WARNING: this blog entry might have TMI (too much information) for some readers.
A trip to the pediatrician can always be a humbling experience. A parent obviously makes an appointment when they think their child is sick or suffering from something they think a doctor can help with. It's always humbling to get to the office and find out what you thought was wrong, isn't.
I took both my girls to the doctor this week (and no, you don't get a break on the co-pay when you bring them together). I thought Kate (the baby) might have an ear infection and wanted a check on Lauren (the three year old) as well, since there was a faint, funny scent coming from one of her ears.
The kind pediatrician started with Lauren and her somewhat smelly ear. No ear infection in there, but there was a pretty developed infection in the other ear--the one I had previously had no concern about. Her tube in the infected ear had fallen out, which is what they tend to do, and her ear quickly developed an infection, while the other, tube in tact, had some drainage that just happened to stink a little. So, ear drops for one ear and an oral antibiotic for the other, and the toddler was good to go.
The doc moved on to Kate, who I was pretty sure had an ear infection in her right ear. Why else would she be playing it with it so much and refusing to eat in a position where her right ear would be down? Again, what I thought was wrong wasn't. Granted, I'm thrilled that Kate doesn't have an ear infection. However, I learned she does have a virus, and that's what was causing her poop to be green. In case you missed it, that was the "too much information" part, although the aforementioned smelly ear might also qualify for that category. On side but somewhat related note, a nurse shared with me the only time to worry about the color of poop is when it's bright red or jet black. Green? No problem. Purple? The child probably ate a crayon.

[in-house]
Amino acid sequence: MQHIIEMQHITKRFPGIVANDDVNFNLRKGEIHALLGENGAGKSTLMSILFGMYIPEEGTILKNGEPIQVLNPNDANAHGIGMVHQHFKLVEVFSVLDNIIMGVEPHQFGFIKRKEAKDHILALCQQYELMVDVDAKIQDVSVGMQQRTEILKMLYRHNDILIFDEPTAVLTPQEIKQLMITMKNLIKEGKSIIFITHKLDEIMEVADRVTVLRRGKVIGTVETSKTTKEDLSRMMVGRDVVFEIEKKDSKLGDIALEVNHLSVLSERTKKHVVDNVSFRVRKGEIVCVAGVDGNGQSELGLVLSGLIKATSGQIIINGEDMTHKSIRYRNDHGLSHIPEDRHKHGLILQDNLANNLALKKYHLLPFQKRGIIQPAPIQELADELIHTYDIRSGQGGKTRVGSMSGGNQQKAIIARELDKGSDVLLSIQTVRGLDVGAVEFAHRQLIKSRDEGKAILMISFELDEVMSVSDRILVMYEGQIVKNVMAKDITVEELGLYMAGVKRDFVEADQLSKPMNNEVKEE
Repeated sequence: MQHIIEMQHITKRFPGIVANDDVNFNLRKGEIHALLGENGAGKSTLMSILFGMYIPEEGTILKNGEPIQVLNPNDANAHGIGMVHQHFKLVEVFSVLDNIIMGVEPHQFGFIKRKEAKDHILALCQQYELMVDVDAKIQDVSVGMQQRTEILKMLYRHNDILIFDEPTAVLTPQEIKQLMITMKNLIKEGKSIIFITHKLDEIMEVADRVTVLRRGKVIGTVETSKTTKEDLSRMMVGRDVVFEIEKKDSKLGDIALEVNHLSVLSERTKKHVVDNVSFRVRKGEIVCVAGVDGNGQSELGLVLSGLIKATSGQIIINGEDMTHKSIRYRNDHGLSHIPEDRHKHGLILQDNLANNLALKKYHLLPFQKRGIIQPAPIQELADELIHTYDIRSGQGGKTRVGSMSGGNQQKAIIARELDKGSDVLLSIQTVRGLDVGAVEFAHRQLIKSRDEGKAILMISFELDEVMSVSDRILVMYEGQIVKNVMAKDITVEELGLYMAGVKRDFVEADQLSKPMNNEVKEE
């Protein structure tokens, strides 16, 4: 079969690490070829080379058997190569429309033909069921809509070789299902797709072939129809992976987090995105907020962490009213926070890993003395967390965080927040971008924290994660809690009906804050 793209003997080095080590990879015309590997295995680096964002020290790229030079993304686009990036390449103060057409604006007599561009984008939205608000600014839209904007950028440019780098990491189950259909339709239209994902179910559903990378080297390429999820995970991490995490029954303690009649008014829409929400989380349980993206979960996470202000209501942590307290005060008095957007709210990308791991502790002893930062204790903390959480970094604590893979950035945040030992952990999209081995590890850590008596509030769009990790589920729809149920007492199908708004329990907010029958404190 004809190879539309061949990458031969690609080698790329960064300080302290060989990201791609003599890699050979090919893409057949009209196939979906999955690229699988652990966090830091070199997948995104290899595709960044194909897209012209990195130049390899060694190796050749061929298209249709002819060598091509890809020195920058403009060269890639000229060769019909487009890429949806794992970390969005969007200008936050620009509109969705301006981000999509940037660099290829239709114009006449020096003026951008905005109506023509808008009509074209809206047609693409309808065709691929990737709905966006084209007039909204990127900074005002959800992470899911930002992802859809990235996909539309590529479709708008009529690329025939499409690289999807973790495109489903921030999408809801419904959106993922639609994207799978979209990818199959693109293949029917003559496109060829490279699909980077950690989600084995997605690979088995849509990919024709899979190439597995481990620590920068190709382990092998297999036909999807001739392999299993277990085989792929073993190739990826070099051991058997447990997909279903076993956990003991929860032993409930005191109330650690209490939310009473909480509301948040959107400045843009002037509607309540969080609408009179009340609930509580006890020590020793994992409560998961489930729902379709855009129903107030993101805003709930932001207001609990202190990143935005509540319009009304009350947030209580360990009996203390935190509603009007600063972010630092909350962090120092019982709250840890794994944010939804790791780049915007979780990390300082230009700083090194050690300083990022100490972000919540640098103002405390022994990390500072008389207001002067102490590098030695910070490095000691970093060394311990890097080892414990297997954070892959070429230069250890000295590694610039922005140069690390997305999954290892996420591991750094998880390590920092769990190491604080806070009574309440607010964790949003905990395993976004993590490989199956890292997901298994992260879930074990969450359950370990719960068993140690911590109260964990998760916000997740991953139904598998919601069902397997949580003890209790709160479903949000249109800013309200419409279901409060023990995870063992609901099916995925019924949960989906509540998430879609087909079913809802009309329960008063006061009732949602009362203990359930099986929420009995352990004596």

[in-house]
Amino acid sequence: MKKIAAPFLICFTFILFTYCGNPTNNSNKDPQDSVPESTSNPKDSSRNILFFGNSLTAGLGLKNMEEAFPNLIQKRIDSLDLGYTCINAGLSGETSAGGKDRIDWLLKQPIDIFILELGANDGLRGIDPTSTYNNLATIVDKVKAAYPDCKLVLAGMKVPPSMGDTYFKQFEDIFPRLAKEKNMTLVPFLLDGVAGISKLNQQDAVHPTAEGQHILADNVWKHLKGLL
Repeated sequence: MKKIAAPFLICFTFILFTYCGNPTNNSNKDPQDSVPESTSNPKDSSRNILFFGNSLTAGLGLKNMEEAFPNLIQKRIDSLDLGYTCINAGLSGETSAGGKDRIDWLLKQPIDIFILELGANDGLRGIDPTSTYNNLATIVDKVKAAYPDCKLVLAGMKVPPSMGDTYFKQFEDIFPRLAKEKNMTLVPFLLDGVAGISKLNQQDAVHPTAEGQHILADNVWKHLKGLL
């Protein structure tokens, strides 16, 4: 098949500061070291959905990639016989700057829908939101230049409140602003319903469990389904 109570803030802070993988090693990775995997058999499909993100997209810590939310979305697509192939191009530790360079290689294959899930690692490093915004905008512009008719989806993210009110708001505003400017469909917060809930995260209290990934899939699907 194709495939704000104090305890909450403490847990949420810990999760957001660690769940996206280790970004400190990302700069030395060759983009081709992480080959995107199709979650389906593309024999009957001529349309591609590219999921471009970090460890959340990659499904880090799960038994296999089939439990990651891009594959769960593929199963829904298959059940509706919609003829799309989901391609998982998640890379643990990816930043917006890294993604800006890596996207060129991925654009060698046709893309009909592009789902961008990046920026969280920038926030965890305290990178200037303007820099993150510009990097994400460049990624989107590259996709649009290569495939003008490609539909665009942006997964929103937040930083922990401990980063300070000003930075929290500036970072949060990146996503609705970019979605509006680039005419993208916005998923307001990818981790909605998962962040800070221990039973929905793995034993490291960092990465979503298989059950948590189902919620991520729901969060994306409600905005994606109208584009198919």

But I digress.
So, why was Kate playing with her ear? The pediatrician kindly told me that babies at Kate's age are getting more coordinated and want to exercise that coordination, even if it's just messing with their ear.
It's not the first time I've gone to see the pediatrician thinking one thing was wrong and finding out there was something else, or nothing at all. Parenting is humbling all the time!
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